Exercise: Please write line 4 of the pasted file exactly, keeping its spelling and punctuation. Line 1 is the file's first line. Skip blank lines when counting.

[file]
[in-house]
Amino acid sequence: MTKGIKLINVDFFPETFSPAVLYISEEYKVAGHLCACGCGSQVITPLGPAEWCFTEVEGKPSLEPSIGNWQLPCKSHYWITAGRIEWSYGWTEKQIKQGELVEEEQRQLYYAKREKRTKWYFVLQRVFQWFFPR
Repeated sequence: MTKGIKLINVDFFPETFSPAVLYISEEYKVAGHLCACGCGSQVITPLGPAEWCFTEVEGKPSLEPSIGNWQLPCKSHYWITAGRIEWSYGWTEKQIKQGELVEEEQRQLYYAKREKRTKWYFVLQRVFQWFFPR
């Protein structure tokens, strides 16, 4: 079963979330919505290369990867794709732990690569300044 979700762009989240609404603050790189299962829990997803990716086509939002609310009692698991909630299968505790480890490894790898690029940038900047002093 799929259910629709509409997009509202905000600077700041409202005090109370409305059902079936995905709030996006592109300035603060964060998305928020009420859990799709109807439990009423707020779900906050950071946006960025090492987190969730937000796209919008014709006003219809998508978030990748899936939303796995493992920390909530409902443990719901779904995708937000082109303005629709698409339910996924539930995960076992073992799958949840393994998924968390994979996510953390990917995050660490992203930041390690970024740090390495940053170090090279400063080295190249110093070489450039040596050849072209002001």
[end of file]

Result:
């Protein structure tokens, strides 16, 4: 079963979330919505290369990867794709732990690569300044 979700762009989240609404603050790189299962829990997803990716086509939002609310009692698991909630299968505790480890490894790898690029940038900047002093 799929259910629709509409997009509202905000600077700041409202005090109370409305059902079936995905709030996006592109300035603060964060998305928020009420859990799709109807439990009423707020779900906050950071946006960025090492987190969730937000796209919008014709006003219809998508978030990748899936939303796995493992920390909530409902443990719901779904995708937000082109303005629709698409339910996924539930995960076992073992799958949840393994998924968390994979996510953390990917995050660490992203930041390690970024740090390495940053170090090279400063080295190249110093070489450039040596050849072209002001």